Venezuela to remove five zeroes from ailing currency

In this file photo taken on June 20, 2018 a man counts 1000-Bolivar-bills to buy groceries at the municipal market of Coche, a neighbourhood of Caracas. (AFP)
Updated 26 July 2018
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Venezuela to remove five zeroes from ailing currency

CARACAS: Venezuela will remove five zeroes from the bolivar currency rather than the three zeroes originally planned, President Nicolas Maduro said on Wednesday, in an effort to keep up with inflation projected to reach 1 million percent this year.
The OPEC nation’s economy has been steadily collapsing since the 2014 crash of oil prices left it unable to maintain its socialist economic system that for years provided lavish subsidies while enforcing strict price controls.
Annual inflation in June topped 46,000 percent, according to the opposition-run Congress. The IMF said this week it could hit seven digits this year, putting it on par with the crises of Zimbabwe in the 2000s and Germany in the 1920s.
“The monetary reconversion will start on Aug. 20,” Maduro said in a televised broadcast, showing new bills that are to be released next month.
He said the overhaul would tie the bolivar to the recently launched state-backed cryptocurrency called the petro, without offering details.
Cryptocurrency experts have said the petro suffers from a lack of credibility because of a lack of confidence in Maduro’s government and the mismanagement of the country’s existing national currency.
The government has said it is the victim of an “economic war” led by opposition leaders with the help of Washington, which last year levied several rounds of sanctions against Maduro’s administration and a group of top officials.
The country’s high inflation rate has made it nearly impossible to obtain cash.
Venezuela’s minimum wage is now about the equivalent of $1 a month, which has left citizens across the country unable to eat properly or obtain basic medical care — fueling an exodus of Venezuelans seeking to escape the economic crisis.
The government had been prepared to cut three zeroes off the currency in June but postponed the measure at the request of banking industry leaders who said the financial system was not ready for the measure.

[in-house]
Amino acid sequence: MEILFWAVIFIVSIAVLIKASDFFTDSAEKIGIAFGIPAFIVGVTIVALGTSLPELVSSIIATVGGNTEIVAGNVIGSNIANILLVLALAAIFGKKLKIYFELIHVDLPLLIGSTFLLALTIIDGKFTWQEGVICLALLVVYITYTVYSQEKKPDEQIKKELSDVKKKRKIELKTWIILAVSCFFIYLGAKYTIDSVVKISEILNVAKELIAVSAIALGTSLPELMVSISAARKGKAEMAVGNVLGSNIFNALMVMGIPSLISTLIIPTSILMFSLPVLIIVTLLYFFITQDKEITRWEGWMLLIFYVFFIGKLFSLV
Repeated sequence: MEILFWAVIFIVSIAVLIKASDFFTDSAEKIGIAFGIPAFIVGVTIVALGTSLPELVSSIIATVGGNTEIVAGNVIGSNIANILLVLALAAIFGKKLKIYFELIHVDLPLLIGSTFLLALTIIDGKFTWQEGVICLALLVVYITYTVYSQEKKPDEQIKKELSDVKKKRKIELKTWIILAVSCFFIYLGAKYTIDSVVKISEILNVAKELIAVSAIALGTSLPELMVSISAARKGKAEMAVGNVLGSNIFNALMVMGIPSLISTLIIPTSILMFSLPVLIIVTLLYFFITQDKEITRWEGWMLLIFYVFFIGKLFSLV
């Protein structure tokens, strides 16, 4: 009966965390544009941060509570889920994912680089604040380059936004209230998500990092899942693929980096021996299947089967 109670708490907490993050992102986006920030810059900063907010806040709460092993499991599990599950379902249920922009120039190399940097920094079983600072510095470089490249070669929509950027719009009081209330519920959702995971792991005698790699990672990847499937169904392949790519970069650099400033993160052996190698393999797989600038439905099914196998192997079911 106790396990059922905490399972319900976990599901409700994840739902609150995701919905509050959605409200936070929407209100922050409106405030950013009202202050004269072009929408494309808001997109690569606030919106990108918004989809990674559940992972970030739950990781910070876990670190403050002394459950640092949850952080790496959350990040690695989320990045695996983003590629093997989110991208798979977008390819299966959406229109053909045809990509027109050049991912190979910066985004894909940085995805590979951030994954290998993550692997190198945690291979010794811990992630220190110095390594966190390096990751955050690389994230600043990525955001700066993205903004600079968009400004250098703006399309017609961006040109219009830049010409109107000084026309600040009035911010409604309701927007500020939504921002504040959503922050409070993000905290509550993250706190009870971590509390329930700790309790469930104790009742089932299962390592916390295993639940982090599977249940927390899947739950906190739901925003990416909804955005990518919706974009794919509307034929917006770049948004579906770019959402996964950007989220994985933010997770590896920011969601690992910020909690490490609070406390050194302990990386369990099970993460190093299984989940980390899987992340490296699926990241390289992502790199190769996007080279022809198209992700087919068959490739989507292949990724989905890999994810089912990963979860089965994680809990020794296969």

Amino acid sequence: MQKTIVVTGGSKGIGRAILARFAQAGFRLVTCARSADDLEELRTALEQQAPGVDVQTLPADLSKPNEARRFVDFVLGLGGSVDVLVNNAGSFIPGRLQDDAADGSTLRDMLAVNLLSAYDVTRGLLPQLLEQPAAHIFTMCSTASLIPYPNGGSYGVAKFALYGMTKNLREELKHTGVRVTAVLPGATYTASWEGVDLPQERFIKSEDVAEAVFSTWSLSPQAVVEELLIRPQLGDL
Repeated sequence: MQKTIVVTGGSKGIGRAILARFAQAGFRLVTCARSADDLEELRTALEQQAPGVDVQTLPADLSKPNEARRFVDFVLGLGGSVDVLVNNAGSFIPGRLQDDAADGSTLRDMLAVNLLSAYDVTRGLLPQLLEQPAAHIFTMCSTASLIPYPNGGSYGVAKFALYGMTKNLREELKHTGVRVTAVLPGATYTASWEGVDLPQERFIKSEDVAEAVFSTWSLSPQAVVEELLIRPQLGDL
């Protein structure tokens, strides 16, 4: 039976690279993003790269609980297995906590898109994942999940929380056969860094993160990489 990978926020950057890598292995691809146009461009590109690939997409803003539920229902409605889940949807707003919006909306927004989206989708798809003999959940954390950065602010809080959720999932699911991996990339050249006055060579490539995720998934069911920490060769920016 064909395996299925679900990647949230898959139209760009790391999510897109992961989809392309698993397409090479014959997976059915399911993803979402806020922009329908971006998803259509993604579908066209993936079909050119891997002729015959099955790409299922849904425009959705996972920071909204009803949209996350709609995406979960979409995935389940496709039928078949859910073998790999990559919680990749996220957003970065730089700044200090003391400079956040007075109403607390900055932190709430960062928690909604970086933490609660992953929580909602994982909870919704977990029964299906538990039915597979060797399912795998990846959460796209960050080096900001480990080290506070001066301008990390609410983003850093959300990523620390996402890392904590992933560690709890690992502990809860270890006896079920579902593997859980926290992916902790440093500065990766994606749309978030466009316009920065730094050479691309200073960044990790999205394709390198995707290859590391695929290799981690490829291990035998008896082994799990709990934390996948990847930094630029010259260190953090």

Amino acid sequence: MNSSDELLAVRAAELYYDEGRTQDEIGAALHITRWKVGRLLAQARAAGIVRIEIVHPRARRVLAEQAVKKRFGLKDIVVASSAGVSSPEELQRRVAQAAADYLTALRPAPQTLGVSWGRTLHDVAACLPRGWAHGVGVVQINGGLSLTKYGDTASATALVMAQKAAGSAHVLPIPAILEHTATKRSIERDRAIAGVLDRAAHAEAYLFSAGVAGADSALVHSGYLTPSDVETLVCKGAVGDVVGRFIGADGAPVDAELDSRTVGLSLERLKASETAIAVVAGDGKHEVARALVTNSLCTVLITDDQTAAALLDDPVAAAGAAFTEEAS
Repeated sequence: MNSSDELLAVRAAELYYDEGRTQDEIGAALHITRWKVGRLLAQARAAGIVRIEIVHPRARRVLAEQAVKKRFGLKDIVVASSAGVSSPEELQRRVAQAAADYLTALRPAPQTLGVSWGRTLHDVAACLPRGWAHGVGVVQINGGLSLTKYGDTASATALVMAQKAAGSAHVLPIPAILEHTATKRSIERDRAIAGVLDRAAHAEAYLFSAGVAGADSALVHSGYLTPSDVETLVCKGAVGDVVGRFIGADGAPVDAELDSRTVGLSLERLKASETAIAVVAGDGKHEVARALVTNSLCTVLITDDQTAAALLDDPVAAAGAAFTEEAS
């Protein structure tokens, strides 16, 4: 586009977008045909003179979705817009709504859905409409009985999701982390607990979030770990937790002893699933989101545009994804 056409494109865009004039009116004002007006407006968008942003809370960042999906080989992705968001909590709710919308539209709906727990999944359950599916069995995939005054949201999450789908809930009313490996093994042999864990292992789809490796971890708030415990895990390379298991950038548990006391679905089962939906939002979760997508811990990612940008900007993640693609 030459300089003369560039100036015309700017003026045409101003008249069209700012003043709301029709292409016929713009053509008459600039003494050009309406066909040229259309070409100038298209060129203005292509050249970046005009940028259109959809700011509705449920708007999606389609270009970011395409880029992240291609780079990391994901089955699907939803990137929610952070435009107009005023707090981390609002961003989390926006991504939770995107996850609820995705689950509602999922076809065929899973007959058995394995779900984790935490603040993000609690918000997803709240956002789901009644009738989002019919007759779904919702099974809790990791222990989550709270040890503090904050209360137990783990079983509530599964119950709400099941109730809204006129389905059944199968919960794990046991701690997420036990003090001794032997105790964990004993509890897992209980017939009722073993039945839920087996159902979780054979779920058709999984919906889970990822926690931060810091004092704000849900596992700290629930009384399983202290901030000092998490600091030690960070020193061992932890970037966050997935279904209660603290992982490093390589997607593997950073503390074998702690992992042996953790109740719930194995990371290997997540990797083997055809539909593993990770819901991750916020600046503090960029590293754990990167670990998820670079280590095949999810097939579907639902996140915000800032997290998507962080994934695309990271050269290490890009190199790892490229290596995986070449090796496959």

Maduro on Wednesday proposed an overhaul to the currency crimes law in order to improve the flow of foreign investments.
Economists routinely identify the exchange controls as a major hindrance to economic growth. The issue will be taken up by the country’s all-powerful Constituent Assembly, Maduro said.
He also said he was transferring a concession bloc of the vast Orinoco heavy oil belt to the central bank, which he said would help shore up the bank’s international reserves.


Saudi Aramco Trading aims for 50% rise in oil trade volume in 2020

Updated 2 min 19 sec ago
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Saudi Aramco Trading aims for 50% rise in oil trade volume in 2020

  • About 50 percent of the 2.5 million bpd of oil products it trades currently are hedged
  • The company is also looking at building its capacity in trading liquefied natural gas

SINGAPORE: Saudi's Aramco Trading Company (ATC) expects to increase its oil trading volume to 6 million barrels per day (bpd) in 2020, 50 percent higher than current levels, the company's top official said on Monday.

"Currently ... we're at 4 million barrels per day and with expansion I think our target is 6 million barrels per day," President and Chief Executive Ibrahim Al-Buainain said at the Asia Pacific Petroleum Conference (APPEC).

About 50 percent of the 2.5 million bpd of oil products it trades currently are hedged, he said.

The company is also looking at building its capacity in trading liquefied natural gas (LNG), using its Singapore office as a trading hub, Buainain said.

ATC plans to set up its European office in either Geneva or London and also aims to have an office in Fujairah to manage oil storage, he said.

In Singapore, Buainain said he expects the company's office to grow to 30 to 40 people within the next two years.

ATC also expected to benefit from a switch by ships to cleaner fuels in 2020 as mandated by the International Maritime Organization.

"The second-hand effect of the IMO is the oversupply of high-sulphur fuel oil (HSFO) which in our case is a positive because we are net short on fuel oil and that will help us in meeting our requirements (for HSFO) in power generation," Buainain said.

Buainain has headed the trading arm of Saudi Aramco since 2016.

ATC was set up in 2012 to market refined products, base oils and bulk petrochemicals. It started trading non-Saudi crude oil and refined products from its overseas refineries in the past years as the world's largest oil exporter seeks to optimise profits.